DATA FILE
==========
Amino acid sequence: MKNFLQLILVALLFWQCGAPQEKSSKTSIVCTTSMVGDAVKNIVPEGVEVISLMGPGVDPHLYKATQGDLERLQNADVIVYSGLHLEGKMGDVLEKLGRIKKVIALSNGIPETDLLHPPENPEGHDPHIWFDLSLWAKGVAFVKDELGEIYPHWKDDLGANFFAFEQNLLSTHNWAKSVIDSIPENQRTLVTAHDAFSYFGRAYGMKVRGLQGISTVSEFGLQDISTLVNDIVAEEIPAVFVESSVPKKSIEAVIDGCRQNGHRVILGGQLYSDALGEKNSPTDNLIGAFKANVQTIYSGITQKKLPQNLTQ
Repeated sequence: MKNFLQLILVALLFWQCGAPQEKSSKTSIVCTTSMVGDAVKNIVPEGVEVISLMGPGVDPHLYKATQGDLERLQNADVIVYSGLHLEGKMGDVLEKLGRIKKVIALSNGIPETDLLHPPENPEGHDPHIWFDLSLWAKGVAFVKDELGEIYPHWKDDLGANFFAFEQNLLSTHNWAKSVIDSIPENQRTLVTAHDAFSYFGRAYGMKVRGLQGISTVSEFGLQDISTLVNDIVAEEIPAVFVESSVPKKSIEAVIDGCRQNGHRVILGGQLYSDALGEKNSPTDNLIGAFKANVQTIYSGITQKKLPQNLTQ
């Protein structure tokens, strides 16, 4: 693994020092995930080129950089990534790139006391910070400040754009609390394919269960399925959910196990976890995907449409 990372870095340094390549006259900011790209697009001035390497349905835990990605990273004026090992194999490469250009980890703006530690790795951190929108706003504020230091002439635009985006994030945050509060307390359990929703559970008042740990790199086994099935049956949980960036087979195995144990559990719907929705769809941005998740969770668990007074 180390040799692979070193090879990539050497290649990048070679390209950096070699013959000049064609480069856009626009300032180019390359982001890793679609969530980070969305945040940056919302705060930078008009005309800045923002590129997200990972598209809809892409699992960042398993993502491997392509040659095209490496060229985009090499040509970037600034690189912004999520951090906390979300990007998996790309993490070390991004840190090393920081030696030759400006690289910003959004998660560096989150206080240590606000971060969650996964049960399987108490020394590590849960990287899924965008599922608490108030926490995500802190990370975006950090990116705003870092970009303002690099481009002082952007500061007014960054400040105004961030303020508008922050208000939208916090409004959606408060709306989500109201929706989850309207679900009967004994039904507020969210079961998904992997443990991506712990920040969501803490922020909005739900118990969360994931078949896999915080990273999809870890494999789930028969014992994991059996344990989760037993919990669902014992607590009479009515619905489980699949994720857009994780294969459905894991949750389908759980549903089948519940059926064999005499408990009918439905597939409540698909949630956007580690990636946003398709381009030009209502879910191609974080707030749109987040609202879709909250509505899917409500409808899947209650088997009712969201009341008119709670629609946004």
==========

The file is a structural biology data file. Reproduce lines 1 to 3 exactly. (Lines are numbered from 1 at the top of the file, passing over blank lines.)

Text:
Amino acid sequence: MKNFLQLILVALLFWQCGAPQEKSSKTSIVCTTSMVGDAVKNIVPEGVEVISLMGPGVDPHLYKATQGDLERLQNADVIVYSGLHLEGKMGDVLEKLGRIKKVIALSNGIPETDLLHPPENPEGHDPHIWFDLSLWAKGVAFVKDELGEIYPHWKDDLGANFFAFEQNLLSTHNWAKSVIDSIPENQRTLVTAHDAFSYFGRAYGMKVRGLQGISTVSEFGLQDISTLVNDIVAEEIPAVFVESSVPKKSIEAVIDGCRQNGHRVILGGQLYSDALGEKNSPTDNLIGAFKANVQTIYSGITQKKLPQNLTQ
Repeated sequence: MKNFLQLILVALLFWQCGAPQEKSSKTSIVCTTSMVGDAVKNIVPEGVEVISLMGPGVDPHLYKATQGDLERLQNADVIVYSGLHLEGKMGDVLEKLGRIKKVIALSNGIPETDLLHPPENPEGHDPHIWFDLSLWAKGVAFVKDELGEIYPHWKDDLGANFFAFEQNLLSTHNWAKSVIDSIPENQRTLVTAHDAFSYFGRAYGMKVRGLQGISTVSEFGLQDISTLVNDIVAEEIPAVFVESSVPKKSIEAVIDGCRQNGHRVILGGQLYSDALGEKNSPTDNLIGAFKANVQTIYSGITQKKLPQNLTQ
């Protein structure tokens, strides 16, 4: 693994020092995930080129950089990534790139006391910070400040754009609390394919269960399925959910196990976890995907449409 990372870095340094390549006259900011790209697009001035390497349905835990990605990273004026090992194999490469250009980890703006530690790795951190929108706003504020230091002439635009985006994030945050509060307390359990929703559970008042740990790199086994099935049956949980960036087979195995144990559990719907929705769809941005998740969770668990007074 180390040799692979070193090879990539050497290649990048070679390209950096070699013959000049064609480069856009626009300032180019390359982001890793679609969530980070969305945040940056919302705060930078008009005309800045923002590129997200990972598209809809892409699992960042398993993502491997392509040659095209490496060229985009090499040509970037600034690189912004999520951090906390979300990007998996790309993490070390991004840190090393920081030696030759400006690289910003959004998660560096989150206080240590606000971060969650996964049960399987108490020394590590849960990287899924965008599922608490108030926490995500802190990370975006950090990116705003870092970009303002690099481009002082952007500061007014960054400040105004961030303020508008922050208000939208916090409004959606408060709306989500109201929706989850309207679900009967004994039904507020969210079961998904992997443990991506712990920040969501803490922020909005739900118990969360994931078949896999915080990273999809870890494999789930028969014992994991059996344990989760037993919990669902014992607590009479009515619905489980699949994720857009994780294969459905894991949750389908759980549903089948519940059926064999005499408990009918439905597939409540698909949630956007580690990636946003398709381009030009209502879910191609974080707030749109987040609202879709909250509505899917409500409808899947209650088997009712969201009341008119709670629609946004």